A few years ago I went hog-wild trying to achieve a zero-waste lifestyle. I didn't succeed, but the experiment taught me that we throw away things we could—and should—be using more.
In ye olde days of our forefathers, people generally used every part of the animal in cooking. This nose-to-tail philosophy is coming back among a lot of chefs, and rightly so. In the spirit of nose-to-tail eating (or seed-to-skin, or stalk-to-flower), here are five things you're throwing away, but shouldn't.
Not only do lemons make everything taste better, this humble citrus also contains incredible properties, from high levels of vitamin C to antibacterial qualities. If you read our guide on how to get all of the juice out of a lemon, you're already ahead of the game.
But what about after a lemon has been juiced? There's still quite a lot of fruit left. And what about the peel? Lemon zest is commonly used in cooking, but here are some more fun and thrifty things you can do with already-juiced lemons and their peels.
The acid in lemon juice acts as a natural cleaner and also as a bleach. Root Simple demonstrates how to clean a sink with only baking soda and lemon. They suggest scrubbing the sink with baking soda or salt first, then rubbing the juicy part of the lemon all over the sink and letting it sit to invoke its bleaching properties.
I do that in reverse, sometimes even adding salt or baking soda to the lemon scraps and using it as my own scouring sponge.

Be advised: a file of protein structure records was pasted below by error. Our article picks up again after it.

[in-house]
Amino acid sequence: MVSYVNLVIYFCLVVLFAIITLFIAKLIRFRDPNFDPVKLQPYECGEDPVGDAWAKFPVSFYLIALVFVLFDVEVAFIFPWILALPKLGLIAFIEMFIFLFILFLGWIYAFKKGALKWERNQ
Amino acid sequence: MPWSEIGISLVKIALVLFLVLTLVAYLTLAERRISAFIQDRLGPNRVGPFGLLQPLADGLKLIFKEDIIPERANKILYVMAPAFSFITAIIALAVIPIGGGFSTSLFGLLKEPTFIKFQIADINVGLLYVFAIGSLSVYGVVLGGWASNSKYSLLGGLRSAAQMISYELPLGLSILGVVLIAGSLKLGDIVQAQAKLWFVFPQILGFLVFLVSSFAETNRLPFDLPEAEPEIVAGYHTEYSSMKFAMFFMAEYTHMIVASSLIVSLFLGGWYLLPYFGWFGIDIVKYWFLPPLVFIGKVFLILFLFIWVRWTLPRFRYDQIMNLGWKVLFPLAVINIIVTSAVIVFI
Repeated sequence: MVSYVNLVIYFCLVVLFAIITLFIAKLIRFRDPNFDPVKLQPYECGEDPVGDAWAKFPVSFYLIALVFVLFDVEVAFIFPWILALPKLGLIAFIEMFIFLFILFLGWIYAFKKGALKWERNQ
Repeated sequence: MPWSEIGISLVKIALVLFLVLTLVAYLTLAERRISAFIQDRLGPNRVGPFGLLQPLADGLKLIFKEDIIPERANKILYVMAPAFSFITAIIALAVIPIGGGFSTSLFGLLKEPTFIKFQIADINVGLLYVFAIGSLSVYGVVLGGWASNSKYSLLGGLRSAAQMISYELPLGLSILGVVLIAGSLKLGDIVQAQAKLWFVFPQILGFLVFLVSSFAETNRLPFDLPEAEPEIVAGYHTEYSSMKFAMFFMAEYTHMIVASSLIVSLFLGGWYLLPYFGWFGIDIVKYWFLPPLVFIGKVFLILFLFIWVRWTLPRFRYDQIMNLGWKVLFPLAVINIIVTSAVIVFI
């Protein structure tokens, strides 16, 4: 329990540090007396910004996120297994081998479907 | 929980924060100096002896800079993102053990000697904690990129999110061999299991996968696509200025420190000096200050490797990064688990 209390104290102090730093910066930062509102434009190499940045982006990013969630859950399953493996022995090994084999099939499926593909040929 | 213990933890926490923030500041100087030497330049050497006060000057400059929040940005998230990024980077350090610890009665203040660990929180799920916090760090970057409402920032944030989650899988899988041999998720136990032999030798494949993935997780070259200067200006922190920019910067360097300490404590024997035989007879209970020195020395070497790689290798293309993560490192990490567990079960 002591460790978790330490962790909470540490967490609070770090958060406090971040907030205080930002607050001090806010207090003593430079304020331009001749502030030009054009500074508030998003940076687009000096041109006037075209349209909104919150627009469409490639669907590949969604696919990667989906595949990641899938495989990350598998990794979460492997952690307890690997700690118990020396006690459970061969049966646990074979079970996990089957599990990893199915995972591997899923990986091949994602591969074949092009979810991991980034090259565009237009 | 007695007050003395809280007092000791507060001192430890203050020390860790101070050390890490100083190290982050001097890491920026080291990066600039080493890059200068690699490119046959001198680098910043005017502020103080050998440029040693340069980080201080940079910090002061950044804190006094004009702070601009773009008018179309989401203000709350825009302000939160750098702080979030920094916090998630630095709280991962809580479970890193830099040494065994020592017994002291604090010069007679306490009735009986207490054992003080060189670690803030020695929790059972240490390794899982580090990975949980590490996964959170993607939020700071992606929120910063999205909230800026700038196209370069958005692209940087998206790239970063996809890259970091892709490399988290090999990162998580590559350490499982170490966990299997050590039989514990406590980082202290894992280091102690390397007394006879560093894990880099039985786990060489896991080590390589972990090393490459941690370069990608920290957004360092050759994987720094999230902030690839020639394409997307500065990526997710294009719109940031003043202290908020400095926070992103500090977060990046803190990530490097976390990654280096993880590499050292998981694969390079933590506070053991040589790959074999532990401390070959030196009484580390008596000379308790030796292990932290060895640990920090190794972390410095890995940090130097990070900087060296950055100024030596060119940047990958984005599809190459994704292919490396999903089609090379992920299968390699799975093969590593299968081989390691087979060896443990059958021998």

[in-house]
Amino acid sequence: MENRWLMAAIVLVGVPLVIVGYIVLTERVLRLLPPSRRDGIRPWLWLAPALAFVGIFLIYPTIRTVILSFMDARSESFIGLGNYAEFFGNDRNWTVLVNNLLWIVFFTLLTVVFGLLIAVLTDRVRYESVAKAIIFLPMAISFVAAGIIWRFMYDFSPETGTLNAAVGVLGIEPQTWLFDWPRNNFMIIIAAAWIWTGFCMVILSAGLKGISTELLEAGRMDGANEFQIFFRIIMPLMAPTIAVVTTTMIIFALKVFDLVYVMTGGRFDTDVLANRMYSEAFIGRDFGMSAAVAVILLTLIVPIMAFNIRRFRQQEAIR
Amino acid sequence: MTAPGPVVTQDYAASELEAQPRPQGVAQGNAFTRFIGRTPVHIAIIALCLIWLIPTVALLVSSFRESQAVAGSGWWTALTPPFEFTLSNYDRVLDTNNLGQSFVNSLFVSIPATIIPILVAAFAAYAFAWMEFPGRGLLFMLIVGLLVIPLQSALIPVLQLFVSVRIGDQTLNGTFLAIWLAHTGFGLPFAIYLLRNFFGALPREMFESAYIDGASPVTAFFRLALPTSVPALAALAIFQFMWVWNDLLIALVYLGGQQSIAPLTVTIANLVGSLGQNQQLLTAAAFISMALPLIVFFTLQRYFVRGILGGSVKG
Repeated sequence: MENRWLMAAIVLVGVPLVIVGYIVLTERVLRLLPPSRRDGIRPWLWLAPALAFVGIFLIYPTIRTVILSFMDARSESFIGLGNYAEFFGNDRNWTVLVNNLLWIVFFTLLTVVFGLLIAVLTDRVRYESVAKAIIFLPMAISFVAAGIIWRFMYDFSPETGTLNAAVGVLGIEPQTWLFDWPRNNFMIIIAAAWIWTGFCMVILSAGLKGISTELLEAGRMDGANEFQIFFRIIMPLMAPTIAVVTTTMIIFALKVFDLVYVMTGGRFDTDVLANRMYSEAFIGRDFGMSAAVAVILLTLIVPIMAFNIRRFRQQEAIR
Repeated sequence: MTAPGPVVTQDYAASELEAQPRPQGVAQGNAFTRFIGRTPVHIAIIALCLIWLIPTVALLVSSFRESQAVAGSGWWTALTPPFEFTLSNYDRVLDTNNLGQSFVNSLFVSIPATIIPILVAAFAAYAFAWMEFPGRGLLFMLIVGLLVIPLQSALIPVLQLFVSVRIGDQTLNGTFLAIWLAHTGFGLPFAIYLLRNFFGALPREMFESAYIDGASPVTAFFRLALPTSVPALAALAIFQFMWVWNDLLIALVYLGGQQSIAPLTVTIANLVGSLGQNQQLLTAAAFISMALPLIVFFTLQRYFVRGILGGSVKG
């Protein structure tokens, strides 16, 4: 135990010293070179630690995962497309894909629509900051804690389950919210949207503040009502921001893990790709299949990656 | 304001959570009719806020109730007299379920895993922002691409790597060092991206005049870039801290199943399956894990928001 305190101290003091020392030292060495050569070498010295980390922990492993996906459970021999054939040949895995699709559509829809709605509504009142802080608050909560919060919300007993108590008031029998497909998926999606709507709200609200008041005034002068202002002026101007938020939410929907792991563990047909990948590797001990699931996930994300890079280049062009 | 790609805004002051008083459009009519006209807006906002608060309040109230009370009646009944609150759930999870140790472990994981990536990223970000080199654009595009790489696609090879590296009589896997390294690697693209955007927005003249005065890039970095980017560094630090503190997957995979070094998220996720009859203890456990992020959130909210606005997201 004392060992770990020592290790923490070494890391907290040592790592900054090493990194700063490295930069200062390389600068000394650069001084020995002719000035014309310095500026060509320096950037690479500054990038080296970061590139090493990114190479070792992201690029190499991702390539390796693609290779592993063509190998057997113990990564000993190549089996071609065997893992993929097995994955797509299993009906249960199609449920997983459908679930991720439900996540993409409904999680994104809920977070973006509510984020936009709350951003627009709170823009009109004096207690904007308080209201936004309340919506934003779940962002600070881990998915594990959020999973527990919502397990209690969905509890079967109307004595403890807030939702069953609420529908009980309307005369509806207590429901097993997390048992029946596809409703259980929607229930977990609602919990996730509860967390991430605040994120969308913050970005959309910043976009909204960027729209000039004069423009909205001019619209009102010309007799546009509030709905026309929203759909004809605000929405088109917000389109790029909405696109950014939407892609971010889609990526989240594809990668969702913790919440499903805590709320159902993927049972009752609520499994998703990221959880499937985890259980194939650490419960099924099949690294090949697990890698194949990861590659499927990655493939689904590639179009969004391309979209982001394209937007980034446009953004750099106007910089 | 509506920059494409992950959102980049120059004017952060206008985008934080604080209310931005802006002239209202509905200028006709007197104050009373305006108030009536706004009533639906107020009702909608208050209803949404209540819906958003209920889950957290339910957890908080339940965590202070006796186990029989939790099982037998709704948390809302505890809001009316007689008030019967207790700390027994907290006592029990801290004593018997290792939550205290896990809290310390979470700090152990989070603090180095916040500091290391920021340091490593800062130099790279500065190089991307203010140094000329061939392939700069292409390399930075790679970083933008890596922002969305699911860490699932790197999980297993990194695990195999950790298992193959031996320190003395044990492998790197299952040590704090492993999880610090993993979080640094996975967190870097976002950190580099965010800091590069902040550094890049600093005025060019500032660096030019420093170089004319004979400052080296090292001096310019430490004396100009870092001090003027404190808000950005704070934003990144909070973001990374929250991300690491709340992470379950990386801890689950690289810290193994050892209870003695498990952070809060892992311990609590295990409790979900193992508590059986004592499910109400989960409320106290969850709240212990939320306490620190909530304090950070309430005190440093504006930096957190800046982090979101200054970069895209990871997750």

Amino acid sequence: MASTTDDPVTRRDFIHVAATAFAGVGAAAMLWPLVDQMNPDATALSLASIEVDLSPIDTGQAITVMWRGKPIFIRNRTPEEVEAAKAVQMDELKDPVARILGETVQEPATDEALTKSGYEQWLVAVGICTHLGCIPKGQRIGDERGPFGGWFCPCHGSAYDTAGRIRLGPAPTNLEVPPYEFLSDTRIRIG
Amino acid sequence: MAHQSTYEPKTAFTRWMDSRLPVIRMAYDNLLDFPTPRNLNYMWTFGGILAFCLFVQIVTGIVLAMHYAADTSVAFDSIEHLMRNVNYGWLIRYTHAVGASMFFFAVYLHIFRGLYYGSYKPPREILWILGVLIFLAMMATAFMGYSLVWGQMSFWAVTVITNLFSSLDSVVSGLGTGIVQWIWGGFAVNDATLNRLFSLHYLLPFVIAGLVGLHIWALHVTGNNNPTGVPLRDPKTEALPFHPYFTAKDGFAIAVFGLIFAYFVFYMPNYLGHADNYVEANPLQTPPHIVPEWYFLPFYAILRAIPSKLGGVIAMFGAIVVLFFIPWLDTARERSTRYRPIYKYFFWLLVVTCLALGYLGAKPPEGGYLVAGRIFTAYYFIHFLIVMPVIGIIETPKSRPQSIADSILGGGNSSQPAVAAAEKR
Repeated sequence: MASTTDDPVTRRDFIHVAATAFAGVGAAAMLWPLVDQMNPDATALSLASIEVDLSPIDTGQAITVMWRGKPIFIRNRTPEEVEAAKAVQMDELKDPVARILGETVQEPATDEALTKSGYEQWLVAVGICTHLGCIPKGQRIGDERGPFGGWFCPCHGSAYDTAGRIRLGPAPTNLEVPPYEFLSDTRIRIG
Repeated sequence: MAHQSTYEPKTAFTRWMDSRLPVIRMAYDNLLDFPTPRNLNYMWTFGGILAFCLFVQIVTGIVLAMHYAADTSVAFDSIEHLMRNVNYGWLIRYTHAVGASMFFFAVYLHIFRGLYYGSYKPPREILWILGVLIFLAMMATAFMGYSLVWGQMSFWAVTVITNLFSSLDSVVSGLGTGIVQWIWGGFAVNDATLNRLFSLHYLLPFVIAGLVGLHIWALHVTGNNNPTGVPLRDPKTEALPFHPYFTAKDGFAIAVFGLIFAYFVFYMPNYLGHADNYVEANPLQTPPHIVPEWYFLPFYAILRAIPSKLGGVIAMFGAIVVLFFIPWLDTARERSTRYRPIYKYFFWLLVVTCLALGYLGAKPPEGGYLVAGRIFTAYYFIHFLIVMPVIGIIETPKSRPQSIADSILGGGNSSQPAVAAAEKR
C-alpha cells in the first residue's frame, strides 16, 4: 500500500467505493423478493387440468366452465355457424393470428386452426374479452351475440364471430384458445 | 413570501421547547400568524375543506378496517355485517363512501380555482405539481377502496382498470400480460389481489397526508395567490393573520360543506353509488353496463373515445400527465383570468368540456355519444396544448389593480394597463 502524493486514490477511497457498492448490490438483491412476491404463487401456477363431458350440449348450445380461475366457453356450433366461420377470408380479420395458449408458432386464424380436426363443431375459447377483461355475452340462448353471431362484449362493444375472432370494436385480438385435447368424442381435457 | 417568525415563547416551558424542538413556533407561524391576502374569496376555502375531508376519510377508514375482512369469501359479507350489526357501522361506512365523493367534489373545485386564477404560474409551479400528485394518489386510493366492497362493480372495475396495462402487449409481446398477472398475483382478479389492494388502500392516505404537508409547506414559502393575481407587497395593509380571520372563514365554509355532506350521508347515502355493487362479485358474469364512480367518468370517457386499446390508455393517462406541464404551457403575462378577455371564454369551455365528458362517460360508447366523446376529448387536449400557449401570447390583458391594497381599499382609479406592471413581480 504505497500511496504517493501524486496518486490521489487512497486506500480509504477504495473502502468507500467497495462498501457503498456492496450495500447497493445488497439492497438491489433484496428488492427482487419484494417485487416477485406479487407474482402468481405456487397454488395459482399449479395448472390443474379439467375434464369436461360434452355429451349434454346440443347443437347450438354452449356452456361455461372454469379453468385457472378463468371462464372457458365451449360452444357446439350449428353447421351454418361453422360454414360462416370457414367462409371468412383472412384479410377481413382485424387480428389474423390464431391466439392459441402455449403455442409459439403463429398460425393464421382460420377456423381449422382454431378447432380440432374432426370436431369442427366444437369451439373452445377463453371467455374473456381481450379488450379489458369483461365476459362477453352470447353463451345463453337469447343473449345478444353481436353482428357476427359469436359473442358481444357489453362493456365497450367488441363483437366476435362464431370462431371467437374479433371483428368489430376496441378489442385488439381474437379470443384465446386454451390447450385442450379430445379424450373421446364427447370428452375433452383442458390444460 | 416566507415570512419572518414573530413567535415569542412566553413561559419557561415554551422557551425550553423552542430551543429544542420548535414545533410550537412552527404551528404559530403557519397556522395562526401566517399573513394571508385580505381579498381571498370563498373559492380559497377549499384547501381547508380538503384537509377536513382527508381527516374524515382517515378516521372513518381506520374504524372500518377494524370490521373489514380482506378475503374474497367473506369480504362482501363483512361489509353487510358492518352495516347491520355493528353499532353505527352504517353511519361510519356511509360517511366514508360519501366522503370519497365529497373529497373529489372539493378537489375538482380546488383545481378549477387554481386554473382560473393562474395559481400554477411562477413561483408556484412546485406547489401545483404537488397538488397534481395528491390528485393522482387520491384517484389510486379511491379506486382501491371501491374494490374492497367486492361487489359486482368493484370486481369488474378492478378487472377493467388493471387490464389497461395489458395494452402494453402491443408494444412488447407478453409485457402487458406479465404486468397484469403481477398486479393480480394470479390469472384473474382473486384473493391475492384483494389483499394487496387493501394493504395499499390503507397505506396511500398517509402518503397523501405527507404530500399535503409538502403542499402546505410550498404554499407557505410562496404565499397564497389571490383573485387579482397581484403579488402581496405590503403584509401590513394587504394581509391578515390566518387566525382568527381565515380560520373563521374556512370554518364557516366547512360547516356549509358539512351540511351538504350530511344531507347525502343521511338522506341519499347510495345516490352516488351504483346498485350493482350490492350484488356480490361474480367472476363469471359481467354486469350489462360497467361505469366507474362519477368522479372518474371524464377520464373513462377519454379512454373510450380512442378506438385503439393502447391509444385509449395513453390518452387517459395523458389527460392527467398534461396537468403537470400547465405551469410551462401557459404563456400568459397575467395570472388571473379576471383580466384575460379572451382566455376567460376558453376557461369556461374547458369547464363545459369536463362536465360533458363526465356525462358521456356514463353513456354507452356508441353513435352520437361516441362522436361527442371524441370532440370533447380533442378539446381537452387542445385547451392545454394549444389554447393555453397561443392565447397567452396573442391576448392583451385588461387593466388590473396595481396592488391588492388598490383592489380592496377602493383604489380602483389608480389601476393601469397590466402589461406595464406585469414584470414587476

We've got a whole list of ways to de-stink your garbage disposal, and one of the best and easiest is to use lemon or other citrus fruit peels.
You can use just the peels, throw in some already juiced lemon halves, or use lemons that are spoiling. As Justin puts it, "Aside from the deodorizing, the acid in the fruit will help disinfect the blades and disposal walls, and the citrusy smell will help curb stress and anxiety the next time you cook or wash dishes."
Lemon oil is awesome. It can be used as a furniture polish and as something you can drizzle on your food. Plus, it's super easy to make.
As instructed by Mommy Potamus, cut the peel away from the white pith of the fruit and the flesh and let sit in a jar of olive or coconut oil in a sunny window for two weeks. Then, strain the oil into another container and you're all set. Use the same procedure to scent vinegar and you have yourself an unbeatable DIY home cleaner.
As with oils and vinegar, you just need to cut away the peel of one large lemon or orange (or a few limes) with little to no pith. Place the peel in a glass container and then use a wooden spoon to stir them vigorously; this releases the essential oils that give off flavor. Then cover the peel with a half cup of vodka, attach the container's lid, and steep for five to six weeks in a cool, dry place.
You can get more details and also learn how to make your own almond, cinnamon, and vanilla extract with our handy guide.